A CONVERSATION WITH THE MASTERFUL PETER WOLF
This article is written by MIKE RAGOGNA at THE HUFFINGTON POST
MIKE RAGOGNA: Peter, are you there?
PETER WOLF: Yes I am, sir. Thank you for playing that track from MIDNIGHT SOUVENIRS (I DON’T WANNA KNOW). I love THE GEILS BAND. But the solo albums are a great love of mine. They’re a labour of love and I really appreciate you playing it.
MR: No problem. Thanks for the thanks. Hey, ever since LIGHTS OUT…Well, ever since LOVEITIS you’ve had a fan here. Peter, what are the major differences you see in yourself as a creative person between LIGHTS OUT and now?
PW: You know, I was with THE GEILS BAND for so long – we had been together for seventeen years – and when you’re with a group, it’s like being with a repertoire of actors. You play off each other and you know each other’s weaknesses and strengths. When I started the solo records, it really took me a while to define myself and really figure out what I wanted to do. There was an album called LONG LINE, which was the first time that I started getting more personal and made the songs more personal.
MR: Your solo career’s been pretty active with some amazing guests appearing on your projects.
PW: Since LONG LINE, there was another album SLEEPLESS, that had MICK JAGGER and KEITH RICHARDS. I was very honoured when ROLLING STONE considered that one of the five hundred greatest albums of all time. Then this new one has this incredible singer SHELBY LYNNE. NEKO CASE is quite an interesting artist. One of my favourite singers and songwriters of all time, who to me is right up there with VAN MORRISON and BOB DYLAN, is MERLE HAGGARD. Doing a duet with MERLE HAGGARD is one of the great things of my life.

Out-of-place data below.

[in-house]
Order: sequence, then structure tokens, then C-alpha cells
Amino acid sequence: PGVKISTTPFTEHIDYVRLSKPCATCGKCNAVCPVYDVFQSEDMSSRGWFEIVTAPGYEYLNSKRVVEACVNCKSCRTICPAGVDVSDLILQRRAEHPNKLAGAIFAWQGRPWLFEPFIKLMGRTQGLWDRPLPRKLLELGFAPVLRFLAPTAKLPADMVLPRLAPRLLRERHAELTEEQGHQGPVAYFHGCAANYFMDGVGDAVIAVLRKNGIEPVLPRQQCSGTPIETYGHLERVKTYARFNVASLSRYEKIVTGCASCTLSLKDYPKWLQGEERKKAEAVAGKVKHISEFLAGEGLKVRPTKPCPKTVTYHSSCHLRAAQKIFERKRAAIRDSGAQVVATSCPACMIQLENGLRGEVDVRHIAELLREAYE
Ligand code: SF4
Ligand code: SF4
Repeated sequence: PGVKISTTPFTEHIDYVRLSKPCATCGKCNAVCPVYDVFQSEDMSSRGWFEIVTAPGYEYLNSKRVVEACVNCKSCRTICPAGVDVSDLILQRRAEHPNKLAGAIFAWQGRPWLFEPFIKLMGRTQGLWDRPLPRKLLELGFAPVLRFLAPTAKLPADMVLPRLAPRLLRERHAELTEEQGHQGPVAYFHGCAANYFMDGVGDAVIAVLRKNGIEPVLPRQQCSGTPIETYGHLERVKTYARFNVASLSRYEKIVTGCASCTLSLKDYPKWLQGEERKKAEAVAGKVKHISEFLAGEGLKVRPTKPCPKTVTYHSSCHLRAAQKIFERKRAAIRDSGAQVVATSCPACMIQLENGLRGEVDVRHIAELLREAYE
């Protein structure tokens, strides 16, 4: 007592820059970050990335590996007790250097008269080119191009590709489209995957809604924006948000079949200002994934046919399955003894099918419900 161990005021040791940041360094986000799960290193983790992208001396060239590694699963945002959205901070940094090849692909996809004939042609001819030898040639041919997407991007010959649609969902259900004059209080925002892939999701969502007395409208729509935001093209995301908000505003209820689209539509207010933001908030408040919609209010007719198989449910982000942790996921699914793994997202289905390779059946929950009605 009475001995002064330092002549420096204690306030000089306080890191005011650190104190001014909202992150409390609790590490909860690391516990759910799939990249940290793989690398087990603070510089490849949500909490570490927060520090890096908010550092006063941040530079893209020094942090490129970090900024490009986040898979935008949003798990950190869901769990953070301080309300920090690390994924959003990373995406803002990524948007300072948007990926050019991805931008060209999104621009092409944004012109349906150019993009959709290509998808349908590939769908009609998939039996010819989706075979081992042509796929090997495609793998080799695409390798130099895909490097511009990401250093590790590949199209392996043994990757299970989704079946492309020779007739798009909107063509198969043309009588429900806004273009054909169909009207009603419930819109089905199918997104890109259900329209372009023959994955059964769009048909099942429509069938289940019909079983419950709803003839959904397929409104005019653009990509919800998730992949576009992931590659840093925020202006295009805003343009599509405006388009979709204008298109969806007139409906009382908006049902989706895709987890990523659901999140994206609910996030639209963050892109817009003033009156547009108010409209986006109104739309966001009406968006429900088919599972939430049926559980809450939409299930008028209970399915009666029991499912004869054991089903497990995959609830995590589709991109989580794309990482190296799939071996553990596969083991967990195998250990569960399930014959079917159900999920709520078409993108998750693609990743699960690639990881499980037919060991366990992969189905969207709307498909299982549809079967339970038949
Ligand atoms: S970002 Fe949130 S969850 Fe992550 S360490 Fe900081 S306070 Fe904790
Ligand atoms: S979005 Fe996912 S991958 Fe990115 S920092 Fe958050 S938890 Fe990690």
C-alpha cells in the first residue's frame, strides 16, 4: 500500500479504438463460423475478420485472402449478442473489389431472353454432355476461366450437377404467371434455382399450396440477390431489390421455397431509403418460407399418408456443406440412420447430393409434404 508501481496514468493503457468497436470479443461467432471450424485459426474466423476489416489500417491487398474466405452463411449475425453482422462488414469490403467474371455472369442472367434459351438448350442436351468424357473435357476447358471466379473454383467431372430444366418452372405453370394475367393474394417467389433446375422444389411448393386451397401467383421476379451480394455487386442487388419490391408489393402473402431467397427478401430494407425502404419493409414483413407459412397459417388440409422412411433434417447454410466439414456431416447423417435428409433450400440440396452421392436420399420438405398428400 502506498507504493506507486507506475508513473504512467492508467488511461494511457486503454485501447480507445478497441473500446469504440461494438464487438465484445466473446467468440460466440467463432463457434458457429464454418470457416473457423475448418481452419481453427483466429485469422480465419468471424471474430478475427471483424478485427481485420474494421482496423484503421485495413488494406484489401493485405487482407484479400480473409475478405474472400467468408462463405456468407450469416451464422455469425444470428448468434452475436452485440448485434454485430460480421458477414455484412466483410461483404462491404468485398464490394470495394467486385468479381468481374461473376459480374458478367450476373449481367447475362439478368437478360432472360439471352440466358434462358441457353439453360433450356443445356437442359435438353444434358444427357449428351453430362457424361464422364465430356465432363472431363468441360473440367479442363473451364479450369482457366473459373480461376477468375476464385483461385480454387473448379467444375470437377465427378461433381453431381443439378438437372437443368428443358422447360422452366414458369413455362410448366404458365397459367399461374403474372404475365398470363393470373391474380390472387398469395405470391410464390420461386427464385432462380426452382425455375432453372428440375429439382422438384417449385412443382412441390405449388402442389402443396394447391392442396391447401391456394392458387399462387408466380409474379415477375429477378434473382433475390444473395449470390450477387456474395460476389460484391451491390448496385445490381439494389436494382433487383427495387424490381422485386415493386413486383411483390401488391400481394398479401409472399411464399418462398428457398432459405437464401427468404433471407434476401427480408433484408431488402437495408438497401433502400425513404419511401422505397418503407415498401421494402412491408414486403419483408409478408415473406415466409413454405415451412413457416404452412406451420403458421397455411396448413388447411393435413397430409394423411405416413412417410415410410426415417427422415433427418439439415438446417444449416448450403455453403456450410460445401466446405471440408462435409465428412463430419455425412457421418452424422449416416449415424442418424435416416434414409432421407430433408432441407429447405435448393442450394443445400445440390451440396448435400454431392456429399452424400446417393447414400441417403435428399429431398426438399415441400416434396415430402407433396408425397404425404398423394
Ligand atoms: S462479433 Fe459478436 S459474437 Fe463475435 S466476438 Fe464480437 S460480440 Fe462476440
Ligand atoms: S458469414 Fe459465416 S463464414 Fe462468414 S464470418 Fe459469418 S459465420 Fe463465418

MR: Working with MERLE must have been amazing.
PW: MERLE is quite an interesting character. He has kept the legacy of American music alive, starting way back with JIMMY ROGERS and BOB WILLS. It was so great to see MERLE opening up for BOB DYLAN on a tour. That’s pretty historic, having two great geniuses together on stage.
MR: It’s great that he’s still with us, you know. WILLIE NELSON too.
PW: Right, and not only still with us, but still making records and writing songs.
MR: Yeah…and I just heard his latest album, which is terrific.
PW: Just like BOB, VAN and NEIL YOUNG – these guys just don’t stop and that’s what makes it so inspiring, at least to someone like myself.
MR: Now, you’re not only a recording artist, but also a visual artist and the album artwork is featured in the album packaging. How entrenched are you on a daily basis with your art?
PW: I’m with it pretty much. I have a sketch book with me and my favourite medium besides oils is pen and ink because it’s unforgiving – once you put it on paper you can’t change it, you’re committed. I didn’t finish high school, but I travelled around the country, going to colleges, pretending to be an art student. At one point, a friend of mine drove me into Boston and I brought him some paintings. Long story short…I ended up getting a scholarship, but I didn’t have a place to stay.
So I was sleeping on the Charles River one night. I was looking for a place to stay on the bulletin boards in the hallways. This guy came up to me and said, “I have an apartment but I’m looking for a roommate.” I looked at him and said, “Well, I’m the roommate and I’m looking for an apartment.”
The guy turned out to be DAVID LYNCH the filmmaker. DAVID and I lived together in Boston for about a year.
MR: When you guys lived together did you become close? Do you guys still talk?
PW: Oh yeah. DAVID is out right now. I think he’s doing seminars on transcendental meditation. In an interview that he did in Boston, he said some very kind things about the time we lived together. We were like THE ODD COUPLE – I was a guy that was smoking three packs of cigarettes a day. I thought I’d be dead by twenty.
I was listening to music like THELONIOUS MONK and CHARLIE PARKER, while DAVID was kind of into a suit and tie and listening to things like THE BEACH BOYS and THE FOUR SEASONS. I didn’t shower, I didn’t shave and DAVE was very meticulous, so it was quite like oil and water. We did some crazy things. One night, it was one o’clock in the morning and we decided, “Hey, if we make it really fast, we can get down to New York and get drunk.” So that’s what we did. We got in the car and drove from Boston to New York. We would do all sorts of crazy things.